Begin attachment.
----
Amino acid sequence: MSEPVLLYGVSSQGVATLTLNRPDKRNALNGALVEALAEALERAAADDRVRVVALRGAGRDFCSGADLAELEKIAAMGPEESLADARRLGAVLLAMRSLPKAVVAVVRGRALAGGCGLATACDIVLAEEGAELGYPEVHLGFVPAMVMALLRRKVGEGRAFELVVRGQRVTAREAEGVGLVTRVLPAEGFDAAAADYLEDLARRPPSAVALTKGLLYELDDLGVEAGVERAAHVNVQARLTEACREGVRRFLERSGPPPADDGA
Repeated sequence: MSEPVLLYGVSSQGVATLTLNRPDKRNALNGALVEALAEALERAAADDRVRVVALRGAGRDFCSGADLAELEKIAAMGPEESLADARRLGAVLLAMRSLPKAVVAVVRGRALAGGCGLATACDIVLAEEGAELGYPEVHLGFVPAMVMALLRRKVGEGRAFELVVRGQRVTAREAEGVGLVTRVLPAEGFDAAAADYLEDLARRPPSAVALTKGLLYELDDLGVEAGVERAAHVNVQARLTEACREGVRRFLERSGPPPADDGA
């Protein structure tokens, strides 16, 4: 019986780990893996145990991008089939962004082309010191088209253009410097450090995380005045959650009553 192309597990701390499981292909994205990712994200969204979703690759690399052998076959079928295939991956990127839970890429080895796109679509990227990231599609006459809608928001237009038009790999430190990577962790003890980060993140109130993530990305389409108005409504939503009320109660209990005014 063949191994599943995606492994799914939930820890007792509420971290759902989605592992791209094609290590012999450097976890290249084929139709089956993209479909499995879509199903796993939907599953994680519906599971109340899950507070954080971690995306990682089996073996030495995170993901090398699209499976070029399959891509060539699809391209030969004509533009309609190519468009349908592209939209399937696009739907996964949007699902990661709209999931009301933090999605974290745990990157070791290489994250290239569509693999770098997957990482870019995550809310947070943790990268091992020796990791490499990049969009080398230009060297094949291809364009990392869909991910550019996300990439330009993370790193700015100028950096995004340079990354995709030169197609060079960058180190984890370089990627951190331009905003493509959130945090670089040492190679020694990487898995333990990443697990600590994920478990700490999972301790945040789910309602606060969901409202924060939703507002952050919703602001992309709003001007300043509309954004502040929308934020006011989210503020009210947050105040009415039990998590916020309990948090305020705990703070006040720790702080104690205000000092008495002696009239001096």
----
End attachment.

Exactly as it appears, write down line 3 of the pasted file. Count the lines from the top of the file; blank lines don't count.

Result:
């Protein structure tokens, strides 16, 4: 019986780990893996145990991008089939962004082309010191088209253009410097450090995380005045959650009553 192309597990701390499981292909994205990712994200969204979703690759690399052998076959079928295939991956990127839970890429080895796109679509990227990231599609006459809608928001237009038009790999430190990577962790003890980060993140109130993530990305389409108005409504939503009320109660209990005014 063949191994599943995606492994799914939930820890007792509420971290759902989605592992791209094609290590012999450097976890290249084929139709089956993209479909499995879509199903796993939907599953994680519906599971109340899950507070954080971690995306990682089996073996030495995170993901090398699209499976070029399959891509060539699809391209030969004509533009309609190519468009349908592209939209399937696009739907996964949007699902990661709209999931009301933090999605974290745990990157070791290489994250290239569509693999770098997957990482870019995550809310947070943790990268091992020796990791490499990049969009080398230009060297094949291809364009990392869909991910550019996300990439330009993370790193700015100028950096995004340079990354995709030169197609060079960058180190984890370089990627951190331009905003493509959130945090670089040492190679020694990487898995333990990443697990600590994920478990700490999972301790945040789910309602606060969901409202924060939703507002952050919703602001992309709003001007300043509309954004502040929308934020006011989210503020009210947050105040009415039990998590916020309990948090305020705990703070006040720790702080104690205000000092008495002696009239001096």